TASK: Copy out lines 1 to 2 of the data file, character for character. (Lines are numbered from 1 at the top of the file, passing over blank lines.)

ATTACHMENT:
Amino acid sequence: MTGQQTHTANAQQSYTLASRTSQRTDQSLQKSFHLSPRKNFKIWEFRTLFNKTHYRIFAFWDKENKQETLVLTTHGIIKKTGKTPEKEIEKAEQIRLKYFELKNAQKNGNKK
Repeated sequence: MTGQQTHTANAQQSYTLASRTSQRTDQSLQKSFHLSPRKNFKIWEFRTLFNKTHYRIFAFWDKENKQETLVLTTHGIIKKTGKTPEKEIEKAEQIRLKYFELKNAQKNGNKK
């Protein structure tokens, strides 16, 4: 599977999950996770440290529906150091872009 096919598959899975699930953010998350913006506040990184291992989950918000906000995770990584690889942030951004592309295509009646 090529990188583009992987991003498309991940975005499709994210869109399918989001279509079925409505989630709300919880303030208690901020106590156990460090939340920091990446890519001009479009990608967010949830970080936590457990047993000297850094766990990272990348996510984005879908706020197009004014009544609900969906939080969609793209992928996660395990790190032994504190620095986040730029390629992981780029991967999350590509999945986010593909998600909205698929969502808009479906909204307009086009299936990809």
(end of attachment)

Amino acid sequence: MTGQQTHTANAQQSYTLASRTSQRTDQSLQKSFHLSPRKNFKIWEFRTLFNKTHYRIFAFWDKENKQETLVLTTHGIIKKTGKTPEKEIEKAEQIRLKYFELKNAQKNGNKK
Repeated sequence: MTGQQTHTANAQQSYTLASRTSQRTDQSLQKSFHLSPRKNFKIWEFRTLFNKTHYRIFAFWDKENKQETLVLTTHGIIKKTGKTPEKEIEKAEQIRLKYFELKNAQKNGNKK